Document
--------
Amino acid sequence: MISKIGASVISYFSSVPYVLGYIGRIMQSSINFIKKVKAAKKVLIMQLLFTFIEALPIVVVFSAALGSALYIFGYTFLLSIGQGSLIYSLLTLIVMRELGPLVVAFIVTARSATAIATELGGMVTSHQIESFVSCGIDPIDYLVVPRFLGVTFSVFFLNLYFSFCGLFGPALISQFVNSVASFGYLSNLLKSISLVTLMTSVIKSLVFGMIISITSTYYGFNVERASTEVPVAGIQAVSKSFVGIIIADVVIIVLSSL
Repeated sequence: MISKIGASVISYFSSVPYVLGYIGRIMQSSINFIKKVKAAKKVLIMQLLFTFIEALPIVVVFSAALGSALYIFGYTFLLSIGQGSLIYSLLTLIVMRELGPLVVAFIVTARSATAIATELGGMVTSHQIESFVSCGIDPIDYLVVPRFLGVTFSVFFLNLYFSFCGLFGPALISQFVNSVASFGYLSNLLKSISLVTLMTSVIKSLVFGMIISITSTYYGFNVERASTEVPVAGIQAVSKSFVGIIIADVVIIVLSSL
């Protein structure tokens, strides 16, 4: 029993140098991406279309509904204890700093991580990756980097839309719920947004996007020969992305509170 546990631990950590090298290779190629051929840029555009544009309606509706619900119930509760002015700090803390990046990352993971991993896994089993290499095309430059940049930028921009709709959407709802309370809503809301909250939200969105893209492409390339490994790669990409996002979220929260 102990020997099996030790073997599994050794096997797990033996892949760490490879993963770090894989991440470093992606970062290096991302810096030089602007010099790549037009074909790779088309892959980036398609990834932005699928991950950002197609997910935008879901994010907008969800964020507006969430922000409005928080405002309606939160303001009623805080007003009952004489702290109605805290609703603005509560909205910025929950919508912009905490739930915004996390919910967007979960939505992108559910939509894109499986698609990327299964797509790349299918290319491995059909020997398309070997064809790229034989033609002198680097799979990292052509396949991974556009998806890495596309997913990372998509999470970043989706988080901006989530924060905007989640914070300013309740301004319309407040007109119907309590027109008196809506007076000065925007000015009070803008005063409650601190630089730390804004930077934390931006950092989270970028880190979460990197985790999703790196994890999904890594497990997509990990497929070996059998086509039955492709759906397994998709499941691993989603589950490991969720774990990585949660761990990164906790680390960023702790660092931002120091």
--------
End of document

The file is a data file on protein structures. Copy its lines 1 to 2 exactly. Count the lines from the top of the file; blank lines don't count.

Amino acid sequence: MISKIGASVISYFSSVPYVLGYIGRIMQSSINFIKKVKAAKKVLIMQLLFTFIEALPIVVVFSAALGSALYIFGYTFLLSIGQGSLIYSLLTLIVMRELGPLVVAFIVTARSATAIATELGGMVTSHQIESFVSCGIDPIDYLVVPRFLGVTFSVFFLNLYFSFCGLFGPALISQFVNSVASFGYLSNLLKSISLVTLMTSVIKSLVFGMIISITSTYYGFNVERASTEVPVAGIQAVSKSFVGIIIADVVIIVLSSL
Repeated sequence: MISKIGASVISYFSSVPYVLGYIGRIMQSSINFIKKVKAAKKVLIMQLLFTFIEALPIVVVFSAALGSALYIFGYTFLLSIGQGSLIYSLLTLIVMRELGPLVVAFIVTARSATAIATELGGMVTSHQIESFVSCGIDPIDYLVVPRFLGVTFSVFFLNLYFSFCGLFGPALISQFVNSVASFGYLSNLLKSISLVTLMTSVIKSLVFGMIISITSTYYGFNVERASTEVPVAGIQAVSKSFVGIIIADVVIIVLSSL